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Zuurbekom Pump Station, Single Quarters Building
Westonaria district, Gauteng



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26°18'03.02" S 27°48'46.46" E Alt: 1581m

The Single Quarters Building formed an integral component of the Zuurbekom Pump Station precinct. A single storey building it was constructed circa 1914 on a hammer dressed stone plinth, with hard-burnt engineering stock brick walls built in English bond with flush joints, painted externally and plastered internally. The building was provided with a hipped corrugated iron roof, the ridge of which was capped with a single galvanized sheet metal cyclonic ventilator.

The original 1913 design of the building comprised a rectangular plan with four (bed) Rooms on the south side, set out as two pairs of Rooms separated by a central Passage. A small Bathroom / Lavatory and a Pantry occupied the narrow band of space between the Rooms and the Kitchen and substantial Dining Room on the north side of the building. A broad broken-pitch integral veranda was provided on the north and east sides of the building. Access to a fifth (bed) Room on the north west corner of the building. This fifth Room was possibly intended to accommodate visitors and was in the form of a 'stoepkamer' i.e. with access only from the veranda.

At an early date, an additional two more generously scaled Rooms and central Corridor were added to the south side of the building to provide extra accommodation – creating a total of six Rooms. The Dining Room was subsequently enlarged and extended to occupy the veranda space on the northeast corner.

In the 1930's the building was adapted and subdivided to form a Dwelling house (presumably to function as a married quarters) on the north side and a single quarters comprising four Rooms on the south side. A firewall separating the roof space into two zones was presumably constructed as this time. The Dwelling house comprised two small Bedrooms a small Dining room and utilized the existing Kitchen, Pantry and Bathroom / Lavatory. The two Rooms on the north side of the single quarters were converted into a new Lavatory / Bathroom and a new Kitchen. These alterations and additions made to the Single Quarters were generally carried out sympathetically to the original design.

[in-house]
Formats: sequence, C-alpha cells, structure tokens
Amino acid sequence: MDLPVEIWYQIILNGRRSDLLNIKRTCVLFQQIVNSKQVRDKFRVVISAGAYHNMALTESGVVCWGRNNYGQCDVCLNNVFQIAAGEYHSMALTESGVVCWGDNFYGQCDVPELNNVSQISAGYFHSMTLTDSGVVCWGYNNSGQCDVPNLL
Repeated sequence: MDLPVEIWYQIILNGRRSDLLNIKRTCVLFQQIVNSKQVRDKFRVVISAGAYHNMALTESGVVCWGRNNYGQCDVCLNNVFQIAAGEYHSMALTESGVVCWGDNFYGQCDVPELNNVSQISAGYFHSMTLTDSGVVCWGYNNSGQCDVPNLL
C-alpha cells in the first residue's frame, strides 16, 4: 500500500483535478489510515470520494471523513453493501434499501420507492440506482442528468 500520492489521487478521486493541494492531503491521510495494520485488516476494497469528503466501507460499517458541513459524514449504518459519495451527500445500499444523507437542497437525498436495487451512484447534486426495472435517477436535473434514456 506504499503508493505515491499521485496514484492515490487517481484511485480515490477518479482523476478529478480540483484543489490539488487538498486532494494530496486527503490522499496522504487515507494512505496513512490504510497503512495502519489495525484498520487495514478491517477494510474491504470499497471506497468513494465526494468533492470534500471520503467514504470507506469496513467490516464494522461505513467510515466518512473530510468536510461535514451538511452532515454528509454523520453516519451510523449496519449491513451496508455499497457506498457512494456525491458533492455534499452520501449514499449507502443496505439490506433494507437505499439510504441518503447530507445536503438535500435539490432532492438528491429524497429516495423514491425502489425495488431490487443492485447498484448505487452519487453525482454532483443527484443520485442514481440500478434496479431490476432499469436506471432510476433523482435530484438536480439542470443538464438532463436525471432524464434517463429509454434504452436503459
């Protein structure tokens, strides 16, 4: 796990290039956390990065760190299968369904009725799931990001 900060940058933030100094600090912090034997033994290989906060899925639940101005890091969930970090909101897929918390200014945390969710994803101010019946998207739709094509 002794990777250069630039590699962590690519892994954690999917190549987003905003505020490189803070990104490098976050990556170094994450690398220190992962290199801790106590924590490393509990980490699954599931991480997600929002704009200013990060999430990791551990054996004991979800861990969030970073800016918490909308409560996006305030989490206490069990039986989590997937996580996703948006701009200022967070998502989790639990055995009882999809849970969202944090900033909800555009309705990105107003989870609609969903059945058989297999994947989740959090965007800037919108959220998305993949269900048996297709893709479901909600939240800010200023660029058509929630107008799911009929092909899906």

Two separate chimney-stacks penetrated the roof scape – one serving the fireplace in the Dining Room of the Single Quarters (and subsequently the Dwelling house) and the other servicing the original range in the Kitchen.

The windows and doors were provided with interesting purpose-made pre-cast concrete lintels, the width of the external skin of brickwork. The exposed corner of the concrete lintels was in each case elaborated with a quadrant mould with stop ends.

The (bed) Rooms were each provided with a square ceiling aperture, covered with fly-screen, which would in turn have been connected to the cyclonic ventilator via timber ducting.

The original support columns of the veranda protecting the north and east facades were replaced in the past with modern steel pipe veranda posts.

A pair of freestanding semi-detached Earth Closets (EC's) – subsequently converted to Water Closets (WC's) - were sited against the west boundary of the garden.

Originally the bulk of the rooms would have had suspended timber floors with tongue and groove floorboards but concrete surface beds had clearly replaced many of these in the past. The Rooms were originally provided with 'rise-and-fall' ceiling mounted light fittings.

The Single Quarter's Building was no longer being used by Rand Water by 2014. Despite possible options for adaptive re-use, an application was made to PHRA-G for a demolition permit, and the necessary authorisation was granted. The building was demolished in 2015.

The corrugated iron sheets removed during the demolition included the following manufacturer's trademarks: ORB, DOLPHIN and GLOBE. Shipping marks on one of the corrugated iron sheets confirmed that the corrugated iron was shipped to Johannesburg in 1913 (via Delagoa Bay). Certain of the building materials were identified for salvage and storage by Rand Water for other restoration projects.


William A. Martinson, January 2016